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Kenneth Foster speaks out from death row:
Struggling to survive the Texas death machine

August 3, 2007 | Pages 8 and 9

KENNETH FOSTER is facing an execution date of August 30. His "crime" was to drive a car--but the state of Texas is using its unjust "Law of Parties" to hold him responsible for capital murder. Here, he answers BRYAN McCANN's questions about the travesties of justice that landed him on death row, and his struggle to survive the Texas execution machine.

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YOU WERE sentenced to death even though you didn't fire the gun that killed Michael LaHood, Jr.--you were actually sitting 80 feet away in a car when LaHood was shot. Can you describe the Law of Parties that Texas has used to seek your execution?

THE GIST of the conviction comes down to one word, and that's "anticipation."

According to the law, "[A]ll conspirators are guilty of the felony actually committed, though having no intent to commit it, if the offense was committed in furtherance of the unlawful purpose and was one that should have been anticipated as a result of the carrying out of the conspiracy."

We've all heard of hindsight being 20-20. We look back, and we learn from our mistakes. But Texas has created an inconceivable concept, and that's foresight being 20-20--i.e., you better be psychic.

What you can do

Call on Gov. Rick Perry to stop the execution of Kenneth Foster. Call 800-252-9600 (Texas callers) or 512-463-1782 (Austin and out of state), and send faxes to 512-463-1849.

For more information on Kenneth's case and the struggle of Texas death row prisoners against executions and rotten conditions, see the Free Kenneth Foster and DRIVE Movement Web sites.

Go to YouTube to watch videos of numerous speakers at the July 21 rally, including Nydesha Foster, Mario Africa, Dana Cloud, Shujaa Graham and the Welfare Poets.

Donations to the Save Kenneth Foster campaign can be made by sending checks or money orders (to the account "To Save Kenneth Foster," no. 831766.1) to: Velocity Credit Union, P.O. Box 1089, Austin, TX 78767-9947.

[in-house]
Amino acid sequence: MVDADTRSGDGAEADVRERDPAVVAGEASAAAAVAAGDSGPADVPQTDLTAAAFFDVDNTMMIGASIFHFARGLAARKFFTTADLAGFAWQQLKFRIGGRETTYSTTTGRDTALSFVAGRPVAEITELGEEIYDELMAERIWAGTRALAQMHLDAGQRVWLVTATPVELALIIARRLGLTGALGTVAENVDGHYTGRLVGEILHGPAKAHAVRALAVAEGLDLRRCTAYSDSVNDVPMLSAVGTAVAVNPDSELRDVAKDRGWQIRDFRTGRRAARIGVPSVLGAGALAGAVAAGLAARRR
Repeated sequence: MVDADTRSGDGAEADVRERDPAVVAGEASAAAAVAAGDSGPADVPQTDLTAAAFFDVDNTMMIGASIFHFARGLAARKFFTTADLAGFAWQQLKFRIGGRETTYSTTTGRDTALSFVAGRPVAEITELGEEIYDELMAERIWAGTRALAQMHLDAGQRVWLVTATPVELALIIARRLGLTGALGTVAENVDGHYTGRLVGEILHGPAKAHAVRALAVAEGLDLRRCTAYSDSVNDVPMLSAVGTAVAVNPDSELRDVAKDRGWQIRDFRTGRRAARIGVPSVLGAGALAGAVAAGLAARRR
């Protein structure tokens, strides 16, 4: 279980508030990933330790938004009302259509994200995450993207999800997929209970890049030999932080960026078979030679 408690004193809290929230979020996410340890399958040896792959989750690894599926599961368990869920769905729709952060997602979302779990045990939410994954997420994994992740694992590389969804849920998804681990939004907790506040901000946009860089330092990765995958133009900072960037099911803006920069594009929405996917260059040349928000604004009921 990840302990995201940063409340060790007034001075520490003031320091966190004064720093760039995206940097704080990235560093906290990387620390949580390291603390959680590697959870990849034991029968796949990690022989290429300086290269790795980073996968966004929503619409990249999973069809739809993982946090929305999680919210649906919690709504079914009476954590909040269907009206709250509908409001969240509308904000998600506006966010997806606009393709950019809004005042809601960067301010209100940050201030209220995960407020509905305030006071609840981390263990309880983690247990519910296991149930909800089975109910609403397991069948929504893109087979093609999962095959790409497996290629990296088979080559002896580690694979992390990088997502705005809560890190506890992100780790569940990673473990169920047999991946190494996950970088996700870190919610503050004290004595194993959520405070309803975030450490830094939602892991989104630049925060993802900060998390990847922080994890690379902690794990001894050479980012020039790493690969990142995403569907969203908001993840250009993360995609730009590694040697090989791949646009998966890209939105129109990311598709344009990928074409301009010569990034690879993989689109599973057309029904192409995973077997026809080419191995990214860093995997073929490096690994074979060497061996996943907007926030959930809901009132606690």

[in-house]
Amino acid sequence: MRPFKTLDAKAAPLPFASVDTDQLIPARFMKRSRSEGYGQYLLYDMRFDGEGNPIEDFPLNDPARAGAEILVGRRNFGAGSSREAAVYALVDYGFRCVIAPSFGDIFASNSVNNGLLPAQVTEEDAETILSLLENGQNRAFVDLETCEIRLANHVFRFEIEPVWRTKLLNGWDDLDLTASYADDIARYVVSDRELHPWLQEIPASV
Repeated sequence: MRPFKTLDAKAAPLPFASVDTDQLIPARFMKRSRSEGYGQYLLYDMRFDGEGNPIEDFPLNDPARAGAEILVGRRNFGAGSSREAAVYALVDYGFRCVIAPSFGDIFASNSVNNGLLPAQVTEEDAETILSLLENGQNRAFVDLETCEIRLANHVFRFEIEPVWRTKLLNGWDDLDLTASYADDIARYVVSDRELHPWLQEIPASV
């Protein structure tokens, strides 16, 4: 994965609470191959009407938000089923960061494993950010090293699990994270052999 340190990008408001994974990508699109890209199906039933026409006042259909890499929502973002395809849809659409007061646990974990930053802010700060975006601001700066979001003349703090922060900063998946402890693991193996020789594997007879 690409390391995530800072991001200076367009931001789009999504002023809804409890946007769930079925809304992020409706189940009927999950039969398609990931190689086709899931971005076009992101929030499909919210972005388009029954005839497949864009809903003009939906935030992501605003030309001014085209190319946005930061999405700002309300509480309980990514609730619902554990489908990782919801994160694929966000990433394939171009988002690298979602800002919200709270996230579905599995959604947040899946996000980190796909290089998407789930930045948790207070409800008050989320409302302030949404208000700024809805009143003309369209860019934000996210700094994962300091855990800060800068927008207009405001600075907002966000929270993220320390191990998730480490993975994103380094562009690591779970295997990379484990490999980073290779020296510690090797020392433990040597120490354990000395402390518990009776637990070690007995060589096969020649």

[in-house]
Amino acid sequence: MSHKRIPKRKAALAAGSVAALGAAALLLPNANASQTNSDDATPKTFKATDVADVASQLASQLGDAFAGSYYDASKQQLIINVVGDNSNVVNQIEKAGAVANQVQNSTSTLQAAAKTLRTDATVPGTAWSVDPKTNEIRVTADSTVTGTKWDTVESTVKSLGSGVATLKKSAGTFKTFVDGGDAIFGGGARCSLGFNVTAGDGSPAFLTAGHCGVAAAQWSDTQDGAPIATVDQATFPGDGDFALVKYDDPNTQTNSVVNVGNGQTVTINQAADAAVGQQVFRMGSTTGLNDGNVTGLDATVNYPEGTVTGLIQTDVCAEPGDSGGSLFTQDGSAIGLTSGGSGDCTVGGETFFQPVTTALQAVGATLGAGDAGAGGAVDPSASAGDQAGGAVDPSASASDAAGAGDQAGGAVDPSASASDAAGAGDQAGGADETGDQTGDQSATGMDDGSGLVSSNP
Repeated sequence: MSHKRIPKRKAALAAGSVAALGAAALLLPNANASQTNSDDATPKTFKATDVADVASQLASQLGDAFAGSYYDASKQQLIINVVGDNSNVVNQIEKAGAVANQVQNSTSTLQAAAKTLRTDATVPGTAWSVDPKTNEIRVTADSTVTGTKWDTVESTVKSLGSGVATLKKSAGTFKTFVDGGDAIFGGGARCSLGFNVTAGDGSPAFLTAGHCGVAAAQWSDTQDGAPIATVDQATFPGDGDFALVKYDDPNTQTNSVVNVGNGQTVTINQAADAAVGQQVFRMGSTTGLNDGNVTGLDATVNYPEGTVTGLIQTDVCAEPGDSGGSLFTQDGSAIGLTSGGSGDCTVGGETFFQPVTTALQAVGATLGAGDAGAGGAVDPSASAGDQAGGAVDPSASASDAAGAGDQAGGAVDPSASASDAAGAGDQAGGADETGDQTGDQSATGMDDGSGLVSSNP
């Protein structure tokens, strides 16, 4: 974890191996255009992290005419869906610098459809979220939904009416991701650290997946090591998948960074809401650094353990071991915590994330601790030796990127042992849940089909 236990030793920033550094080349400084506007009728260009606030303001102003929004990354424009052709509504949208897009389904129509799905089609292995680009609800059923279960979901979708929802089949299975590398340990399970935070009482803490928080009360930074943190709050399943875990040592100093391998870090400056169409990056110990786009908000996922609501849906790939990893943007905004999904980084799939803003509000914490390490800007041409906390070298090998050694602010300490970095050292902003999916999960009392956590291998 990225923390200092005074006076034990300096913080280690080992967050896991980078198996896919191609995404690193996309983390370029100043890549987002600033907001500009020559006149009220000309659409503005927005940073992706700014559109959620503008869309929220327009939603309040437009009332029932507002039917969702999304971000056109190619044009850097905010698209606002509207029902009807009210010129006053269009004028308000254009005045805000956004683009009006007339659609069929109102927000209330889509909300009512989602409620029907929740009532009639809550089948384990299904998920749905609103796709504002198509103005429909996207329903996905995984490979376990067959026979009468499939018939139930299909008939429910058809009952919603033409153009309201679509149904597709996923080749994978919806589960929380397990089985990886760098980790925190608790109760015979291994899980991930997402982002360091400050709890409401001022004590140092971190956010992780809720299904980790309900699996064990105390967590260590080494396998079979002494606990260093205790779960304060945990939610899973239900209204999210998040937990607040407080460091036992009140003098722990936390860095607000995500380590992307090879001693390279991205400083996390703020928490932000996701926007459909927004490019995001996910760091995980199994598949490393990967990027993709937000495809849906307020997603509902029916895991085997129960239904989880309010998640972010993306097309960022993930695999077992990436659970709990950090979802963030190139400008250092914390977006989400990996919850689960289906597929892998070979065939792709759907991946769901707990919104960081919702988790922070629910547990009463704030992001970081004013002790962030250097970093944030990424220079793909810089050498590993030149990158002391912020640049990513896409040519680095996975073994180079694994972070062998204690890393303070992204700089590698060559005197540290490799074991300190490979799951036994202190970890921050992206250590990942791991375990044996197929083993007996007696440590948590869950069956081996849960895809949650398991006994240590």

You can also write Kenneth to voice your support: Kenneth Foster Jr. #999232, Polunsky Unit, 3872 FM 350 South Livingston, TX 77351.

 

This is a direct contradiction to what the U.S. Supreme Court has mandated, but this renegade "do what we want to do" attitude isn't uncommon for the Lone Star State.

The Supreme Court specifically stated that a person must "have major personal involvement in the felony and display a reckless indifference to human life." You have to have both, not just one or the other. Federal Judge Royal Ferguson on March 2, 2005, found that neither existed in my case.

But on October 3, 2006, the 5th U.S. Circuit Court of Appeals gave an extremist interpretation of the law and said that because Texas law only requires "anticipation," that was good enough. Basically, they disregarded what the Supreme Court has said as well.

Texas has given no logical guidelines for what anticipation should entail--if you acted with malice, forethought, etc. It's a very vague lynch law, made to widen the death penalty in a shameful and contemptible way.

CAN YOU talk about what your trial was like?

MY TRIAL was a sham. There were two main things that led to the corruption of this case. One was the influence of the victim's family. The victim's father was a prominent attorney from San Antonio, and this led to a vendetta being carried out.

I've never tried to turn this into a family war. I pray for the LaHood family's peace, and I'm sorry for their loss, but I can't deny what took place. There were lawyers and judges at the courthouse telling my family that I should take a plea bargain, because they knew I was going to get death.

This is what I faced going to trial. And at the same time, I didn't have the proper funds to hire an experienced legal team. The Law of Parties is a very intricate law that must be clearly explained to the jury.

My trial attorney, Joanne Eakle, only had one capital case before me, and he went to death row as well, and was ultimately executed. The third and last capital case that my trial attorney represented went to death row, too, but ironically, he got his case reversed on a Law of Parties appeal.